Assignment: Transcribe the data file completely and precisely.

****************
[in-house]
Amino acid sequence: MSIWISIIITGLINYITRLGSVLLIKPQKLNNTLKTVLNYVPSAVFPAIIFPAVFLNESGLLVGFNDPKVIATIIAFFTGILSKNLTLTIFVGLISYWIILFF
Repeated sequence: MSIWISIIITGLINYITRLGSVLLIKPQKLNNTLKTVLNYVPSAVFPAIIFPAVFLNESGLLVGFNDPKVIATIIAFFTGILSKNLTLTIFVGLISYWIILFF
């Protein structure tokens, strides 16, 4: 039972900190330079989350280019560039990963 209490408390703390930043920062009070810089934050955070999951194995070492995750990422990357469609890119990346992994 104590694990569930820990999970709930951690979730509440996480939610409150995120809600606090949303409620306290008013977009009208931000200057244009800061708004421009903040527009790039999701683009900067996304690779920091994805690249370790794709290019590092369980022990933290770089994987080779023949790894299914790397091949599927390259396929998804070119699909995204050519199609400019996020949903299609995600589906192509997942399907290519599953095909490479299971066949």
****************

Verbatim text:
[in-house]
Amino acid sequence: MSIWISIIITGLINYITRLGSVLLIKPQKLNNTLKTVLNYVPSAVFPAIIFPAVFLNESGLLVGFNDPKVIATIIAFFTGILSKNLTLTIFVGLISYWIILFF
Repeated sequence: MSIWISIIITGLINYITRLGSVLLIKPQKLNNTLKTVLNYVPSAVFPAIIFPAVFLNESGLLVGFNDPKVIATIIAFFTGILSKNLTLTIFVGLISYWIILFF
């Protein structure tokens, strides 16, 4: 039972900190330079989350280019560039990963 209490408390703390930043920062009070810089934050955070999951194995070492995750990422990357469609890119990346992994 104590694990569930820990999970709930951690979730509440996480939610409150995120809600606090949303409620306290008013977009009208931000200057244009800061708004421009903040527009790039999701683009900067996304690779920091994805690249370790794709290019590092369980022990933290770089994987080779023949790894299914790397091949599927390259396929998804070119699909995204050519199609400019996020949903299609995600589906192509997942399907290519599953095909490479299971066949």